George H.W. Bush dead at 94
A heavy snow had fallen the day I went to cover George Bush.
Back in 1979, he was just “George Bush” — not George H.W. the way he would become known years later after his son had also served in the White House.
I was 21 or 22 and just starting out as a journalist in Madison, Wisconsin. I had graduated there and was employed as a stringer at $5 an hour — a princely sum in those days — for the distinguished-sounding United Press International. My boss was the Lou Grant-like Gene Hintz, and he had asked a few hours before that I cover the fledgling presidential candidate.
The first thing to know here is that if Hintz wanted me to cover Bush, it meant that the journalistic establishment wasn’t giving the man from Texas much of a shot at the GOP nomination the next year.
The next thing you should know is that I was awfully wet behind the ears. I had heard of Bush, sure, but almost surely didn’t know that he had already been a congressman from Texas or had served as chairman of the Republican National Committee. I may have known that he had headed the CIA a couple of years previously, but his work as envoy to China?
I also remember arriving a few minutes late via the bus on that snowy day to Bush’s news conference, and it was an uphill climb from there. I sat dazed as a pack of what seemed to be tremendously well-informed reporters peppered Bush with questions about China, tensions with Iran (the hostage crisis was still months off), the economy and the tremendous inflation underway under President Carter.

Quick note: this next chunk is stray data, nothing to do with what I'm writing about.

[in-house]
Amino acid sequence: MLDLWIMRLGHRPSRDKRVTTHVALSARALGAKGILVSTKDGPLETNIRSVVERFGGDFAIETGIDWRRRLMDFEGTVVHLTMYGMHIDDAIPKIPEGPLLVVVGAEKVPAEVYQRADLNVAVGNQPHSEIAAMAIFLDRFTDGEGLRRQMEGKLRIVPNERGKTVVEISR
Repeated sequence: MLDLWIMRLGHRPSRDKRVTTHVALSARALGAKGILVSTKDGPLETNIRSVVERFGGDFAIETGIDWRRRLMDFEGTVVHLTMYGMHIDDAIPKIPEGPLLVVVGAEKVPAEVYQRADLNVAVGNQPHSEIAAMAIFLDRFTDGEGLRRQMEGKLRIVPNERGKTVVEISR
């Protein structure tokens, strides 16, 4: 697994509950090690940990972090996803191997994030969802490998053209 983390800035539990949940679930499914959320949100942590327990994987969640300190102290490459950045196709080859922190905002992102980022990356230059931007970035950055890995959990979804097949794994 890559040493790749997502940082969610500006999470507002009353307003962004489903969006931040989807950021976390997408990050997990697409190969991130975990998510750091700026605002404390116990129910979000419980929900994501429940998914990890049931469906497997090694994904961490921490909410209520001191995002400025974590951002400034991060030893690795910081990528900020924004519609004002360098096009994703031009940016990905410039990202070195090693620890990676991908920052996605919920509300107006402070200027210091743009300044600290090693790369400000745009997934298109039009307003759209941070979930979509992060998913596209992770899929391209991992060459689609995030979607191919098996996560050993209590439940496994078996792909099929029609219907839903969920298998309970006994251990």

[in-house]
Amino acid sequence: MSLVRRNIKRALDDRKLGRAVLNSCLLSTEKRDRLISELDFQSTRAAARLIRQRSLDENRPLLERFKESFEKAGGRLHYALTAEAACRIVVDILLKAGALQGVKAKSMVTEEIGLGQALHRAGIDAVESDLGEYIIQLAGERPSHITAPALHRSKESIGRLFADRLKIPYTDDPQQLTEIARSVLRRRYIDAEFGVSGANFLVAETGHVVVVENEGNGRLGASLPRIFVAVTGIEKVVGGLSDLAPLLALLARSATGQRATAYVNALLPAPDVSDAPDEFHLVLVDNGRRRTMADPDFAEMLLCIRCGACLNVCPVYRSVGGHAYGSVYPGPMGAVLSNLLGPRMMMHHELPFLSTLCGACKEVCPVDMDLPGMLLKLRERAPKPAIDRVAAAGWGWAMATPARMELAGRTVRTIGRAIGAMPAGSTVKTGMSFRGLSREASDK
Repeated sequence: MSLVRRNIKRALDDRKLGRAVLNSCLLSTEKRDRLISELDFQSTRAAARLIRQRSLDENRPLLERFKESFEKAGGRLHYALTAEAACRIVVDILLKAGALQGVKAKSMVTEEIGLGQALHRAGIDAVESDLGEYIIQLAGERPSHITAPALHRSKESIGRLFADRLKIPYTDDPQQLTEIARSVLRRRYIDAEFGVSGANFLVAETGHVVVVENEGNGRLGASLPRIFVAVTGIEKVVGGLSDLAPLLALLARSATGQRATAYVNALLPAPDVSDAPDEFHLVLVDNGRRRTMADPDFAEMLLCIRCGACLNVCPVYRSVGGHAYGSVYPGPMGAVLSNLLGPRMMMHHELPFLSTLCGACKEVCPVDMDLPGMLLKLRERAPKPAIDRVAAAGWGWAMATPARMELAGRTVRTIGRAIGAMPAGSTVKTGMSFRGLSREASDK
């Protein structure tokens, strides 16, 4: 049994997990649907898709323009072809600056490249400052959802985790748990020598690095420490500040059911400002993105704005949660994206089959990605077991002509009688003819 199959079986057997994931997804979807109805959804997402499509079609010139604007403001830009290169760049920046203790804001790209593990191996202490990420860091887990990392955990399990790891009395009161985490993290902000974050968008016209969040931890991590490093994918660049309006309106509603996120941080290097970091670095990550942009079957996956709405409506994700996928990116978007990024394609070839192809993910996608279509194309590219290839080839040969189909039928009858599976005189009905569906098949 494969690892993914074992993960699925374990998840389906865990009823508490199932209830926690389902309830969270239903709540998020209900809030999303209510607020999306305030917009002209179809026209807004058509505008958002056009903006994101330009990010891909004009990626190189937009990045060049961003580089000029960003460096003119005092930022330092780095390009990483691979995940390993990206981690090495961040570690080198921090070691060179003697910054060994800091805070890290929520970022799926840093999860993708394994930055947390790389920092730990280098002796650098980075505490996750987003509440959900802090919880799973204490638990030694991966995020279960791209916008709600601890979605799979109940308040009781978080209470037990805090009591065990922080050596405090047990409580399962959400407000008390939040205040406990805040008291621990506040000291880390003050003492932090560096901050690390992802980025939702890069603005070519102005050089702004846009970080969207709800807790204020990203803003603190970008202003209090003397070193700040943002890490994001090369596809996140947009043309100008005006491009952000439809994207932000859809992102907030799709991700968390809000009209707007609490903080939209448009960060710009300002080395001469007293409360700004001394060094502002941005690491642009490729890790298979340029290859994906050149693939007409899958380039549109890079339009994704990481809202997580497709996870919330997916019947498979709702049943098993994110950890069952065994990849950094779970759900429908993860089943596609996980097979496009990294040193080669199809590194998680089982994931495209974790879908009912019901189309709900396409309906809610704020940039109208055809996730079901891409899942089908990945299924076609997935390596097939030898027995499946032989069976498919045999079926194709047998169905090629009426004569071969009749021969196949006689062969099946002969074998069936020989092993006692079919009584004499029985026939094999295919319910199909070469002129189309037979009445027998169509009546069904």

I was hanging by my fingernails as I scrambled to grab a few quotes and understand whatever news Bush was making. I remember thinking that I was failing miserably.
Between the fast-paced news conference and Bush’s speech that evening was a cafeteria-style dinner. I got in line and was spooning up steaming vegetables and chicken when a man behind me said hello. He knew my name, and I was astonished to look up and see that it was Bush himself.
He asked how UPI was doing, what my parents did, about Wisconsin politics — and soon I was jabbering away as we slid our trays down the line. A few minutes later it was over. He went off to dine with important people, and I found a seat in the back.
Then it hit me. Bush had been working me, schmoozing a cub reporter to maybe get a better story and build rapport in case we crossed paths down the road. Surely a press aide had told him who I was. But Bush, who in that pre-Facebook era had a legendary Christmas card list of thousands across the nation, found me worthy enough to focus on that winter evening. His currency was relationships, and he was good at it.
That speaks volumes about why Bush went on to become the 41st president. And it screamed loudly to me that journalism was important enough work that someone like George Bush would pay attention to a kid just coming on the scene.